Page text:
The celebration of “Pride Month” reminds us that, although some progress has been made in protecting the rights of populations with sexual and gender diversities, we must recognize that there are still many additional risks to which LGBTIQ+ people are exposed due to discrimination based on their gender identity and sexual orientation. Identifying these risks from the early stages of development projects allows us to address them and understand that this discrimination poses, in turn, a challenge for the region’s economic development. When we speak of gender diversities we refer to lesbian, gay, bisexual, transgender/transsexual people and people who identify with another sexual orientation and/or gender identity, such as queer, questioning, asexual and/or others. The “+” in the term LGBTIQ+ allows for the inclusion of other self-defined groups.
In response to these risks, the Gender Equality Environmental and Social Performance Standard (ESPS 9), which is part of the new IDB Environmental and Social Policy Framework (ESPF), expands the concept of gender to gender diversities (also known as SOGI, sexual orientation and gender identity). Sexual diversity emphasizes the possibilities that people have to express, identify, and live their sexuality, hand in hand with different gender expressions in each cultural context, and specific to each person in their daily lives. Hence, although sexuality is important for all people, regardless of its expression, it does not define the daily lives of LGBTIQ+ populations.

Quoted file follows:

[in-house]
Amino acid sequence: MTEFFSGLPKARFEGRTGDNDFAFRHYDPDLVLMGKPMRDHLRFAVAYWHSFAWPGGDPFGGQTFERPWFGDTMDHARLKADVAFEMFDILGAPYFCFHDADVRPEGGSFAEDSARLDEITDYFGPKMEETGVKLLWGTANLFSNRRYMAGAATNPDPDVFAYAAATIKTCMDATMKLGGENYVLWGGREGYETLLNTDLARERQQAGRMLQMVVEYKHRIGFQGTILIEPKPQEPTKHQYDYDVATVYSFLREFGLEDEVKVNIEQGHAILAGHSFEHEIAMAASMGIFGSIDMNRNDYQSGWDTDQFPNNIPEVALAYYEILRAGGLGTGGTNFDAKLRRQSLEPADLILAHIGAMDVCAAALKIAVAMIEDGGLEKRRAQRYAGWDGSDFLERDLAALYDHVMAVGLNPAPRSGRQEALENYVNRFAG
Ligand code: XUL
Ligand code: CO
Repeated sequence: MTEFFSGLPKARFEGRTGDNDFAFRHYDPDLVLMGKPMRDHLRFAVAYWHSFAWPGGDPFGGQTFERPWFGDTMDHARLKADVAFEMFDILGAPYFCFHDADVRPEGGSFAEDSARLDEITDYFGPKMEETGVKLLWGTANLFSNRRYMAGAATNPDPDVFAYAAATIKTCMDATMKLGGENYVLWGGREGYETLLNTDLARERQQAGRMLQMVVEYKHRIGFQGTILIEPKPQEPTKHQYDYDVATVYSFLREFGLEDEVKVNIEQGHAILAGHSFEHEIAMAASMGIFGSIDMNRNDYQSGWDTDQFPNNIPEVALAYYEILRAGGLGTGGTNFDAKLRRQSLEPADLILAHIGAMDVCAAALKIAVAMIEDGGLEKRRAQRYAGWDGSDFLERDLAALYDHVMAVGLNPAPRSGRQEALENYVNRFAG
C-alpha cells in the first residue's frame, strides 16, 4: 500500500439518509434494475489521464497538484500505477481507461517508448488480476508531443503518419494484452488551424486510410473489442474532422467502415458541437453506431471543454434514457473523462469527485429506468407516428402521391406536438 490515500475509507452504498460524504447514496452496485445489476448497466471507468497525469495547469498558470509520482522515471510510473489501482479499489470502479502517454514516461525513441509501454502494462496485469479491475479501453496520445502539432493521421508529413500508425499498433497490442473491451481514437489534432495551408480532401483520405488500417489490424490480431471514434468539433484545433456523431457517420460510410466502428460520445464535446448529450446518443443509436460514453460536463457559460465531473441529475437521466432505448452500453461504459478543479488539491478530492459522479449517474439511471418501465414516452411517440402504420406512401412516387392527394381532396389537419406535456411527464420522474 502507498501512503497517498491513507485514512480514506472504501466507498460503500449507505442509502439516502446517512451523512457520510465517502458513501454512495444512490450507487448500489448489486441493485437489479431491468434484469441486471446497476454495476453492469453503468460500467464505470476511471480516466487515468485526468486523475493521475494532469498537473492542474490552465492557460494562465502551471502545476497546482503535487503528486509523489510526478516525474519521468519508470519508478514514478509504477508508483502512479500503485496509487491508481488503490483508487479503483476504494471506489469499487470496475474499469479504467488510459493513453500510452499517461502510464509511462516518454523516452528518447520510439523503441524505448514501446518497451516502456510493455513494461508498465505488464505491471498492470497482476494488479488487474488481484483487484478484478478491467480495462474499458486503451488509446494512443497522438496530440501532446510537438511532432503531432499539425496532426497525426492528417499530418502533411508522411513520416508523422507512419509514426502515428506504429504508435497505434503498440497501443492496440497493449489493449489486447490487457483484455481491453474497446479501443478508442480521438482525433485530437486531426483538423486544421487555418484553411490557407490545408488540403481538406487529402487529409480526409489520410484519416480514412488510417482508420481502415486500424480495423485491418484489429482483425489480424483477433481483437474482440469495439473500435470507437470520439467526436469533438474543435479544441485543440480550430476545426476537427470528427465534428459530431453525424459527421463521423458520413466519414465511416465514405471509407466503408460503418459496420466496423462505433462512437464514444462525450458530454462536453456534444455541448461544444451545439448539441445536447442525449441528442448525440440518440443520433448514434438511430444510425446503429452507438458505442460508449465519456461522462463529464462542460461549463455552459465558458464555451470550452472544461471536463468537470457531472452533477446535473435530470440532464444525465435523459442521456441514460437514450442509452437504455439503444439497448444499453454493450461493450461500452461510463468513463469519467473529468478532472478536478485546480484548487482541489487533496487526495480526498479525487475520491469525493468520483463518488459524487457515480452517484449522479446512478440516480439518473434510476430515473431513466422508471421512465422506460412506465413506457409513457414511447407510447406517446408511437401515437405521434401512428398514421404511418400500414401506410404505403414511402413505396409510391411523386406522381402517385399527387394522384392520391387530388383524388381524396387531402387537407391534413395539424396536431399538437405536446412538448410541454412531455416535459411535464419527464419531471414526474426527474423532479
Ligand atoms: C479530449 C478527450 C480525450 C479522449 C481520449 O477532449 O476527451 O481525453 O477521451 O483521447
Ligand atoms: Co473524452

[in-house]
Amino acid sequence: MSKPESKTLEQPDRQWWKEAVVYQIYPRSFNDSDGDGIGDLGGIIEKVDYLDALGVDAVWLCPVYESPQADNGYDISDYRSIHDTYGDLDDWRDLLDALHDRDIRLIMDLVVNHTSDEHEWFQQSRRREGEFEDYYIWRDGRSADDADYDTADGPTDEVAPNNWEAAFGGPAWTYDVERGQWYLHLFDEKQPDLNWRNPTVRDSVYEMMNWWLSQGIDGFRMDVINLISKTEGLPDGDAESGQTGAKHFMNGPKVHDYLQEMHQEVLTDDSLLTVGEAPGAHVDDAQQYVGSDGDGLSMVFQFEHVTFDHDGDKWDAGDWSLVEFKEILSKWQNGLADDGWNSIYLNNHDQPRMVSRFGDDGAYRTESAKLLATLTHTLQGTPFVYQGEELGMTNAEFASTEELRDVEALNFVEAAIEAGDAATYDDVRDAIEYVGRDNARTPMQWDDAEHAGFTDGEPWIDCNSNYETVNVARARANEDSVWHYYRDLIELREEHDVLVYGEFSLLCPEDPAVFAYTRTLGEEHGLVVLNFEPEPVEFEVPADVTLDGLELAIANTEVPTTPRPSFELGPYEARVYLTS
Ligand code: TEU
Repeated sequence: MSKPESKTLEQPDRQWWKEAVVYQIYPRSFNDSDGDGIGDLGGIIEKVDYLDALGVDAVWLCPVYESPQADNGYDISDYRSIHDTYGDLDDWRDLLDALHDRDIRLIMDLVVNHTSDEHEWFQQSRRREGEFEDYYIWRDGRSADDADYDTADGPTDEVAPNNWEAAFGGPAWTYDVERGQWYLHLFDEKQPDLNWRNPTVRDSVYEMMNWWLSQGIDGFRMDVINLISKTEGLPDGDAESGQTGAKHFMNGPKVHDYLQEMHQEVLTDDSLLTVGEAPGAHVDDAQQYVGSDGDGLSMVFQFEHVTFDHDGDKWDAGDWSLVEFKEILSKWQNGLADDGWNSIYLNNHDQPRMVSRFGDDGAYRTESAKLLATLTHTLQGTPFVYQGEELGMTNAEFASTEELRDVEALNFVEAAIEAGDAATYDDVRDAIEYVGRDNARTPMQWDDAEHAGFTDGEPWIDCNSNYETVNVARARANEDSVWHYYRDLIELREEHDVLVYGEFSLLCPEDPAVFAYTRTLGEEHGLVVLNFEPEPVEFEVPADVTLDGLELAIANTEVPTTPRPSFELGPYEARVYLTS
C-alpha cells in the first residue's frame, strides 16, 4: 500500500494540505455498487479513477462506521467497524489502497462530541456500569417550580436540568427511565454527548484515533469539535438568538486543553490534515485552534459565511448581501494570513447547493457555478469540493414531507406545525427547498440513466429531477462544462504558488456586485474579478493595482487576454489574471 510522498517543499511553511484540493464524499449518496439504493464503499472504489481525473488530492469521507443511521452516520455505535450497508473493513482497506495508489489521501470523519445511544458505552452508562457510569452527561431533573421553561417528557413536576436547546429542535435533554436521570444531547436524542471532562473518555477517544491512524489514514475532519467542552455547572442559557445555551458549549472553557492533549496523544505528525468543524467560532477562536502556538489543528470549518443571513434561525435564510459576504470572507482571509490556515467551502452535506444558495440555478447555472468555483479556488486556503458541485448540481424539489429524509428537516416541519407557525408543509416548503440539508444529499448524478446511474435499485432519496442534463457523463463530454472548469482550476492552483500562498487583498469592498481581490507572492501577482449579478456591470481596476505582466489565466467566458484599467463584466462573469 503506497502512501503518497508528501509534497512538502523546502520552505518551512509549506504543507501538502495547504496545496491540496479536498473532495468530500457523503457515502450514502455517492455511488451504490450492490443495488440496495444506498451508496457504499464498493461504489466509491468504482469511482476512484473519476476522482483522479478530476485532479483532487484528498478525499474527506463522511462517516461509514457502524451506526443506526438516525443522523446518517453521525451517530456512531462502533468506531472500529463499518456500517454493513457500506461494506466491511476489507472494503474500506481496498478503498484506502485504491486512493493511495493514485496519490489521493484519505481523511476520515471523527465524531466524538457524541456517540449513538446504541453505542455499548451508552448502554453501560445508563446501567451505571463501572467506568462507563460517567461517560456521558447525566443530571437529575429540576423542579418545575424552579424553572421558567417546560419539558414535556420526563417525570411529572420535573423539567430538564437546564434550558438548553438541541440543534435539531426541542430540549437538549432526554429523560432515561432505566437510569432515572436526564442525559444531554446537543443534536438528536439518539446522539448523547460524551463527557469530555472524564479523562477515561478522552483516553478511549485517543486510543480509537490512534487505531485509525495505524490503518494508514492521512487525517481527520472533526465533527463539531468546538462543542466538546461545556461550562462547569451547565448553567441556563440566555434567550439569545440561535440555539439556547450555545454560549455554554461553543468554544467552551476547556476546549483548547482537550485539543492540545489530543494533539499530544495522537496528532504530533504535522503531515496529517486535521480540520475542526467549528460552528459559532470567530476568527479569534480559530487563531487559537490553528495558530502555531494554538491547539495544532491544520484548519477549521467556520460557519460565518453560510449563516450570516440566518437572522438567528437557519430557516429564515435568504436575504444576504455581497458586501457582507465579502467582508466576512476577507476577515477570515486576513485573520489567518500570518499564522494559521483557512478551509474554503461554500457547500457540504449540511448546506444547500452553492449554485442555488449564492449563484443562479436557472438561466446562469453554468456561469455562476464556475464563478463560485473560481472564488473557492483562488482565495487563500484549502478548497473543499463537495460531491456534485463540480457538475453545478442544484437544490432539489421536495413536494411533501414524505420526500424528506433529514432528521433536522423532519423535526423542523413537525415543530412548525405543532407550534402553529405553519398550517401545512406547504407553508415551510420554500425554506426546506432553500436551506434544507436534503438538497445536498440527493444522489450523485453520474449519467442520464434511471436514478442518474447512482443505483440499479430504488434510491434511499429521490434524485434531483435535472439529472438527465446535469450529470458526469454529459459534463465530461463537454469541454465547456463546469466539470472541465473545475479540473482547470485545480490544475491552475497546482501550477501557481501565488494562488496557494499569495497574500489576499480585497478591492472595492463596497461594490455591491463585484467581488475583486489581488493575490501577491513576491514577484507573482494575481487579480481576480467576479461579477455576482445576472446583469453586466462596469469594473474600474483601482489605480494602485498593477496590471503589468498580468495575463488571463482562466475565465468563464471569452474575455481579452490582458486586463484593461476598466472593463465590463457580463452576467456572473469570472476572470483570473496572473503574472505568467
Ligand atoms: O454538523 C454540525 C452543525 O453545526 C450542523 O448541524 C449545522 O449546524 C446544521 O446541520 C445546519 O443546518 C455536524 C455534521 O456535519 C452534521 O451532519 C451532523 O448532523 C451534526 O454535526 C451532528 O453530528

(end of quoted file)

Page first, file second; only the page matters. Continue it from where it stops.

GenderS: cumulative effects
A question that may arise is why group girls, women, and people of diverse genders under the same standard. Among the common denominators of these groups, widely documented in the scientific literature, are the forms of discrimination based on gender and sexual identity. In this regard, it is the cultural conditioning around “the feminine” that can create additional vulnerabilities. For example, forms of sexual violence such as sexual harassment and abuse predominate in women, girls, and LGBTIQ+ populations.
Scenarios such as absenteeism and school dropout due to cumulative factors such as bullying and stigma inhibit the possibilities for personal and economic development. This stigma is anchored on socially and culturally constructed expectations around what we understand as “feminine”, associated with women, and “masculine”, associated with men, which differ from one society to another.
While the biological body dictates additional vulnerabilities (for example, sexual abuse, including rape, which leads to what is known as forced pregnancies in the case of minors), it is the understandings and practices around “the feminine” that also act as concrete forms of discrimination both in “cis” women (who were born with a biological sex that matches their gender identity) and in transgender women.
When cultural norms of “the feminine” and “the masculine” are perceived to have been transgressed, the societal response is often exclusion and violence. Exclusion, in turn, causes trans and gender diverse people to have higher unemployment rates, as well as less access to adequate health services, decent housing and financial services. Systemic violence based on genderS and sexuality impedes economic growth.